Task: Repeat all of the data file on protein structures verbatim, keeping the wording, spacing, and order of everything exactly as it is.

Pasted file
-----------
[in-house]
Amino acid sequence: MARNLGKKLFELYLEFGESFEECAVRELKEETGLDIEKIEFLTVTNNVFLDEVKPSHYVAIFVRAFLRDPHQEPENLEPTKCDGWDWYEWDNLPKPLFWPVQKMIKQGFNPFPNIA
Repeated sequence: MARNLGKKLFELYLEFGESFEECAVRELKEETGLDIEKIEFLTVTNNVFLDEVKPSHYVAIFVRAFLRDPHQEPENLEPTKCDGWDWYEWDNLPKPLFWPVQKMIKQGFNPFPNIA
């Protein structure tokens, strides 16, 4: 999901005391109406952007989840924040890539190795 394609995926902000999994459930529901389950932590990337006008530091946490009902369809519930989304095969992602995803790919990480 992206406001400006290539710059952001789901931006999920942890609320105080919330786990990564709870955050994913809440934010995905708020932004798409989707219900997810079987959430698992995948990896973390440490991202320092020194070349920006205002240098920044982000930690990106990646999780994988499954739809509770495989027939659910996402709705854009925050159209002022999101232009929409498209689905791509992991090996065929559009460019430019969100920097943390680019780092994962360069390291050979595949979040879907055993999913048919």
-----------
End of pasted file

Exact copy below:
[in-house]
Amino acid sequence: MARNLGKKLFELYLEFGESFEECAVRELKEETGLDIEKIEFLTVTNNVFLDEVKPSHYVAIFVRAFLRDPHQEPENLEPTKCDGWDWYEWDNLPKPLFWPVQKMIKQGFNPFPNIA
Repeated sequence: MARNLGKKLFELYLEFGESFEECAVRELKEETGLDIEKIEFLTVTNNVFLDEVKPSHYVAIFVRAFLRDPHQEPENLEPTKCDGWDWYEWDNLPKPLFWPVQKMIKQGFNPFPNIA
């Protein structure tokens, strides 16, 4: 999901005391109406952007989840924040890539190795 394609995926902000999994459930529901389950932590990337006008530091946490009902369809519930989304095969992602995803790919990480 992206406001400006290539710059952001789901931006999920942890609320105080919330786990990564709870955050994913809440934010995905708020932004798409989707219900997810079987959430698992995948990896973390440490991202320092020194070349920006205002240098920044982000930690990106990646999780994988499954739809509770495989027939659910996402709705854009925050159209002022999101232009929409498209689905791509992991090996065929559009460019430019969100920097943390680019780092994962360069390291050979595949979040879907055993999913048919």